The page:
Moving to Canada to work in 1985 put me closer to the next of the 7 summits – Mount McKinley, or as it is now known – Denali, the “High one” in the language of the native people.
This was a serious undertaking by any measure. In Alaska and just below the Arctic Circle, Denali has the highest altitude gain from base to summit of any mountain on earth (14,000 feet compared to Everest at 11,000). It is the coldest and windiest high mountain on earth and in the very short climbing season of June, virtually 24 hours daylight.
I sent in my outdoor resume to an expedition slated for 1987, was a little surprised when I was selected. I trained vigorously for 18 months prior to departure for Alaska. Hiking up and down all the hills in Toronto (there aren’t many) with 60 LBS of bricks in my backpack, I got some interesting looks. Attempting and not completing the Canadian ski marathon February 1987 (despite the fact I had only learned to ski a few months earlier), completed my training.
Nothing can prepare you for the enormity of the Alaskan mountains. A climber as a dot on the horizon can remain just that until appearing in camp many hours later. This expedition gave me my first real lessons of breaking down a trek into daily and sometimes hourly chunks. Using siege tactics, “carry high and sleep low” we gradually advanced up the mountain by the “standard” West Buttress route, finally summitting 20 days after leaving base camp. Trapped for 3 days by a storm at 18,000 feet was sobering reminder of the power of Denali. Several years before a large climbing group had been wiped out by high winds at this very spot.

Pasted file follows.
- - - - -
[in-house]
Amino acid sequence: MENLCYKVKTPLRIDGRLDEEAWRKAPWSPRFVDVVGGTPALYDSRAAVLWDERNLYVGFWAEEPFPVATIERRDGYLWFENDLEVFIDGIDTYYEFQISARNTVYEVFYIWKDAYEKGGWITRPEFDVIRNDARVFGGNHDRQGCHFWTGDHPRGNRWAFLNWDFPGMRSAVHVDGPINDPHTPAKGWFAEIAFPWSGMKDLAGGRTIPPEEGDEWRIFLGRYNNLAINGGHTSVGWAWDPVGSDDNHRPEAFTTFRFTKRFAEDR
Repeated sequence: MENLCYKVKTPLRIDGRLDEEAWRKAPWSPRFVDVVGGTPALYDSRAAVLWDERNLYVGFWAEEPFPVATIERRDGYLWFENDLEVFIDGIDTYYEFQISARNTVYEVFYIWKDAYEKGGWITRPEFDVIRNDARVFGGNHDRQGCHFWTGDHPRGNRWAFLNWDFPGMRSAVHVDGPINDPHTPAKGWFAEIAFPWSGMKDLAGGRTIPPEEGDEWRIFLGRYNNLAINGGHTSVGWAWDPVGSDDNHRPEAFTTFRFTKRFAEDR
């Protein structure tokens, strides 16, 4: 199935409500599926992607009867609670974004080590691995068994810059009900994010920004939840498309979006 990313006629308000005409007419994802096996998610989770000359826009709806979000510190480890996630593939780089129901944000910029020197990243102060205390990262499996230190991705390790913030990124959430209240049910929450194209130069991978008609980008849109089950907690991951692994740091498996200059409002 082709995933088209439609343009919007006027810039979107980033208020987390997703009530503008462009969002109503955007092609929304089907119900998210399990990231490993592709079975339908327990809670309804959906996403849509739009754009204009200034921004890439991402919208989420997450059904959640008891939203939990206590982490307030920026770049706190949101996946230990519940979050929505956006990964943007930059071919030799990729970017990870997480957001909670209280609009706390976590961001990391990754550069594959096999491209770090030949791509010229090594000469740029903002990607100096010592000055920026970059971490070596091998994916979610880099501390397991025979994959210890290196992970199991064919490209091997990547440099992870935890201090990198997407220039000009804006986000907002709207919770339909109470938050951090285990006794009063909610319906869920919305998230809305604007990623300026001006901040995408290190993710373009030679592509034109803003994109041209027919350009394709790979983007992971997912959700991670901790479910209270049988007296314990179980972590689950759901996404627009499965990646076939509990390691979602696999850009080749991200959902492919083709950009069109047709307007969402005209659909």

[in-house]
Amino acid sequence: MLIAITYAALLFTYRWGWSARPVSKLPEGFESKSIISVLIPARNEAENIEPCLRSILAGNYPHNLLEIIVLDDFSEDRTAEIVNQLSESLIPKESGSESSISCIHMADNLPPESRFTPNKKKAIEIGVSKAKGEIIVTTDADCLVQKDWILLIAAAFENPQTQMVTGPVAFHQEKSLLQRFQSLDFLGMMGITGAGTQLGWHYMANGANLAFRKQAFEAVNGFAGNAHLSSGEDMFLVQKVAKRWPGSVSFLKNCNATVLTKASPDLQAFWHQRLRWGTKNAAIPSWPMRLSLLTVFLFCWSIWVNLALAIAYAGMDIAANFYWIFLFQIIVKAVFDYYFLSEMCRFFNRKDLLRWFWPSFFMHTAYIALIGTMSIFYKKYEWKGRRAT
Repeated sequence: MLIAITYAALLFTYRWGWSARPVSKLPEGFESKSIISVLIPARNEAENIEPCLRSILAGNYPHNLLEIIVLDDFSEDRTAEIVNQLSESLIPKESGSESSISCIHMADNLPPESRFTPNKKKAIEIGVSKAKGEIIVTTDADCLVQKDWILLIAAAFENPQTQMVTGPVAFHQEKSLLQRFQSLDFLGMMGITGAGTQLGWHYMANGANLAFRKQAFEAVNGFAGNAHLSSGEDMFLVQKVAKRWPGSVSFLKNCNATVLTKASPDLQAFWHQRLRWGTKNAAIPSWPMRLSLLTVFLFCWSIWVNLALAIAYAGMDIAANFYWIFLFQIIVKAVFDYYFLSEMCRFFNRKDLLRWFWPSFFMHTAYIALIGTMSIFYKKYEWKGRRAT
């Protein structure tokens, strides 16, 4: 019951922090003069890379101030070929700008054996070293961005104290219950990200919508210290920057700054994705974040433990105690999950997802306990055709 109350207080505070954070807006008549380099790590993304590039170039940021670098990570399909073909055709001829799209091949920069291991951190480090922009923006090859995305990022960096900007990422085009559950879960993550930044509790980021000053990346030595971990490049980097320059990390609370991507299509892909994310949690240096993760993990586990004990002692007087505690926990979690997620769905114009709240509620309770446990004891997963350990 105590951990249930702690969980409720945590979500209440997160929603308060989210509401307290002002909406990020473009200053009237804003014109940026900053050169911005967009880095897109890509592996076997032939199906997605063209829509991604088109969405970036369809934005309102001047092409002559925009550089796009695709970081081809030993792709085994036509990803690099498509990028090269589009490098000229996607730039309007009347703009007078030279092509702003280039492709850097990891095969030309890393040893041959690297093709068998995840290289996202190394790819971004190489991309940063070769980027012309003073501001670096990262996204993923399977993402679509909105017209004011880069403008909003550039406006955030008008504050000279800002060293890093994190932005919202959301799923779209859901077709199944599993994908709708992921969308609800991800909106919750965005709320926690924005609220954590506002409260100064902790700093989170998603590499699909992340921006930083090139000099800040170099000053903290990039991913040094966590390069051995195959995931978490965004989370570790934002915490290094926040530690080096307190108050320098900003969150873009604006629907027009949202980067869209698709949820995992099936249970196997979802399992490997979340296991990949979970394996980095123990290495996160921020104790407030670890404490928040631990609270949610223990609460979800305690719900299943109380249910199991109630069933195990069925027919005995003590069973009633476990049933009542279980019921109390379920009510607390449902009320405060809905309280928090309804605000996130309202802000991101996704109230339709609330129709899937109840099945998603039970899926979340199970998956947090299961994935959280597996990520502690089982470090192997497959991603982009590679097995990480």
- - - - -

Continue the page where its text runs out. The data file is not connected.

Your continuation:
Climbing down Karsten’s Ridge, the original ascent route back in 1910 made me appreciate not only how small and insignificant we are, but also to respect those pioneers who 100 years before were stepping into the unknown with basic equipment and no hope of rescue.
We hiked out 18 miles over the tundra and were picked up by a tourist school bus at Wonder Lake. Within minutes of our getting on the front of the bus, most of the tourist had huddled at the back, desperately trying to escape the odors from these “swamp things” who had not showered for 30 days. The expedition was over.